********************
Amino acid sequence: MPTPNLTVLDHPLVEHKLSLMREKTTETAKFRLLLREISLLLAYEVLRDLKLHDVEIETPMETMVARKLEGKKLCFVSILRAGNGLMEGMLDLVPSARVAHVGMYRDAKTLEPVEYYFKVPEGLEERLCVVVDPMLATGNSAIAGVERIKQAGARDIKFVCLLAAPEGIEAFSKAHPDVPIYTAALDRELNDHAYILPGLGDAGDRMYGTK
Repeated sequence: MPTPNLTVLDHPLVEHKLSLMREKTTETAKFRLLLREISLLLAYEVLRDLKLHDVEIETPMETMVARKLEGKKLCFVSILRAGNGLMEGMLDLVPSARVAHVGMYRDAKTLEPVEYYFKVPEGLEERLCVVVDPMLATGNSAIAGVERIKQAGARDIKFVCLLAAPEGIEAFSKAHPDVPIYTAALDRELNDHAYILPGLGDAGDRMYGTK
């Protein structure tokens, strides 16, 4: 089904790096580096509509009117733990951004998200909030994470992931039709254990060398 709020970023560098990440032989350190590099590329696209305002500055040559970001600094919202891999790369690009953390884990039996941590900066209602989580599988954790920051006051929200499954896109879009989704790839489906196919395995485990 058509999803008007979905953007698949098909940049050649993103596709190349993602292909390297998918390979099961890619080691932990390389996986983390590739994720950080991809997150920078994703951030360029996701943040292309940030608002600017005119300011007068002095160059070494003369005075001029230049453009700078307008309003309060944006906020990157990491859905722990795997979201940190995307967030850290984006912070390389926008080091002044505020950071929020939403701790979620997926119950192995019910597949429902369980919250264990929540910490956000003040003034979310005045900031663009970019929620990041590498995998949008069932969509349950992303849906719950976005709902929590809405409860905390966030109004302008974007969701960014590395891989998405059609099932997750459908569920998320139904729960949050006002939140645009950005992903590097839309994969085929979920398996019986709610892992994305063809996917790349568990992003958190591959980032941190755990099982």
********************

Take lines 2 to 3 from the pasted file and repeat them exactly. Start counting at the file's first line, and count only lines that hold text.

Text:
Repeated sequence: MPTPNLTVLDHPLVEHKLSLMREKTTETAKFRLLLREISLLLAYEVLRDLKLHDVEIETPMETMVARKLEGKKLCFVSILRAGNGLMEGMLDLVPSARVAHVGMYRDAKTLEPVEYYFKVPEGLEERLCVVVDPMLATGNSAIAGVERIKQAGARDIKFVCLLAAPEGIEAFSKAHPDVPIYTAALDRELNDHAYILPGLGDAGDRMYGTK
């Protein structure tokens, strides 16, 4: 089904790096580096509509009117733990951004998200909030994470992931039709254990060398 709020970023560098990440032989350190590099590329696209305002500055040559970001600094919202891999790369690009953390884990039996941590900066209602989580599988954790920051006051929200499954896109879009989704790839489906196919395995485990 058509999803008007979905953007698949098909940049050649993103596709190349993602292909390297998918390979099961890619080691932990390389996986983390590739994720950080991809997150920078994703951030360029996701943040292309940030608002600017005119300011007068002095160059070494003369005075001029230049453009700078307008309003309060944006906020990157990491859905722990795997979201940190995307967030850290984006912070390389926008080091002044505020950071929020939403701790979620997926119950192995019910597949429902369980919250264990929540910490956000003040003034979310005045900031663009970019929620990041590498995998949008069932969509349950992303849906719950976005709902929590809405409860905390966030109004302008974007969701960014590395891989998405059609099932997750459908569920998320139904729960949050006002939140645009950005992903590097839309994969085929979920398996019986709610892992994305063809996917790349568990992003958190591959980032941190755990099982």